LAURICE:
Best of Laurice, Vol. 2: LP
Cheapo one-color album cover art and semi-ridiculous pedigree (“Canada’s number one male dance vocalist for two years running?” “Conquered the world of smooth jazz?” TOM JONES???) had me initially believing I was participating in an elaborate hoax of some sort. Not so. Laurice—best known in punk circles for that glam-ish song that goes, “When Christine comes around, I’m gonna smash her face in” he recorded as Grudge circa 1973—is a real human who did these very things of which he was accused! He also wrote and recorded a bunch of pop-rock-ish songs in the late ‘60s and early ‘70s, usually as a session writer/singer/producer. I’d say it sounds like Marc Bolan fronting the Archies, but that falsetto rightly demands its reference to the pre-RSO Bee Gees (Laurice’s “Boston City” as much as admitting this, given the Bee Gees having that song “Massachusetts” and all), who actually weren’t that bad. Either way, I’m pretty sure this guy speaks to the pompatoose of love. BEST SONG: “Dark Side of Your Face” BEST SONG TITLE: “Flying Saucers Have Landed” FANTASTIC AMAZING TRIVIA FACT: Includes Laurice’s attempt at writing the theme for the Diamonds Are Forever movie.  –norb (Mighty Mouth)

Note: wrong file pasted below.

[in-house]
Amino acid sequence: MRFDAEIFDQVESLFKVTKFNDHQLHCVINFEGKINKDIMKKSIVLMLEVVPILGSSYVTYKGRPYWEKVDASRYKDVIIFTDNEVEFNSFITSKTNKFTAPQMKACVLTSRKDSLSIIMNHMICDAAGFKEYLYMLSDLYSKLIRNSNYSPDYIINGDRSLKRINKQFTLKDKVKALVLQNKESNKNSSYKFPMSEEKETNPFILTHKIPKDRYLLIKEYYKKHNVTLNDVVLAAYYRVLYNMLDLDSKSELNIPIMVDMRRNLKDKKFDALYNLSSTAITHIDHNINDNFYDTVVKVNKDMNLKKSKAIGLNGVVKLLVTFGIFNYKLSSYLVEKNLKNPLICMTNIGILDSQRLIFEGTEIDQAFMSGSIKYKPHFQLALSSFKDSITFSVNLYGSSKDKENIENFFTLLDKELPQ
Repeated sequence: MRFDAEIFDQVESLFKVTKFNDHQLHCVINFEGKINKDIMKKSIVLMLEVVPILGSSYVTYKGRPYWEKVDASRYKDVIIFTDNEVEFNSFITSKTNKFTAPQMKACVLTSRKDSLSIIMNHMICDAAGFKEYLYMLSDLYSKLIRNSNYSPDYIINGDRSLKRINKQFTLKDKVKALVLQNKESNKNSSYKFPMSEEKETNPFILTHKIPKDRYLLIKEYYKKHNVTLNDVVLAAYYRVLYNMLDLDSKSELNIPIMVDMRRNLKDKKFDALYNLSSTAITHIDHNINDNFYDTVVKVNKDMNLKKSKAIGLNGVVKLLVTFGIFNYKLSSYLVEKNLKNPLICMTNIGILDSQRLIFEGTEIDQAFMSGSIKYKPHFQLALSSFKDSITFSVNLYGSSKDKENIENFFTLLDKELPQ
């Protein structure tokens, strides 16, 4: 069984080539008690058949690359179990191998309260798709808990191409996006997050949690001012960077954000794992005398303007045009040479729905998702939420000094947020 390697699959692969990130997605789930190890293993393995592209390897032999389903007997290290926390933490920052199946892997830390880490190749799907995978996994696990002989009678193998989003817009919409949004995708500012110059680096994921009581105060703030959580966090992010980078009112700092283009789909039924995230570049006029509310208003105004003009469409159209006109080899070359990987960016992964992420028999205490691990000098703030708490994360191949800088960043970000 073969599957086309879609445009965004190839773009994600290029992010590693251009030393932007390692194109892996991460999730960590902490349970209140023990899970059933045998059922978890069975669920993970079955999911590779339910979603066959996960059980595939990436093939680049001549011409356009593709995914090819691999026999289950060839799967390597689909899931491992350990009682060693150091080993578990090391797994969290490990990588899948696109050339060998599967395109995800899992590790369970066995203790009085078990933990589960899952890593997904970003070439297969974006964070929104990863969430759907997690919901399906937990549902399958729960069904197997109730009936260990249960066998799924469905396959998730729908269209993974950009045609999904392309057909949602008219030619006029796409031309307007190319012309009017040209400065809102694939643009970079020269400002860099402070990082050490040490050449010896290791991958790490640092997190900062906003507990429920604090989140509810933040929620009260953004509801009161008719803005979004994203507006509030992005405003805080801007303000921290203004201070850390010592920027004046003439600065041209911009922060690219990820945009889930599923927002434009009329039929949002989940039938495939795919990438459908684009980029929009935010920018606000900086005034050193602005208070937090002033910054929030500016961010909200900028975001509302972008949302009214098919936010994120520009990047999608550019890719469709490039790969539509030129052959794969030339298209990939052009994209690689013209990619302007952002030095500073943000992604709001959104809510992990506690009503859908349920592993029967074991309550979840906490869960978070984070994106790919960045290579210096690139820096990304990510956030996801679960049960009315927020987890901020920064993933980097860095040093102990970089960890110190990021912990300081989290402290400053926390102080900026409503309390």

LE ALMEIDA:
Paraleloplasmos: LP
Cover of the month goes to Le Almeida. A poppy beach collage with two boys in trunks bent over. One looks to be sniffing the other’s butt. I love it. The cover had me interested and the music didn’t let me down. Le Almeida is from Brazil and sing its songs in Portuguese, which I really appreciate. It sets bands apart when they sing in their own language and gives them more character. The lyrics are translated in English on the insert, but if you’re like me, you will tend to avoid those and make up your own translation. Their sound is fuzzy and sort of melancholy, reminiscent of bands like Sonic Youth and Autolux but more homemade. The vocals stay just above a whisper while the music plays mid-paced with a good degree of pop to it. I’m really enjoying this record.  –Ryan Nichols (Pug, contact@pugrecords.com)


LEGENDARY WINGS:
Do You See?: LP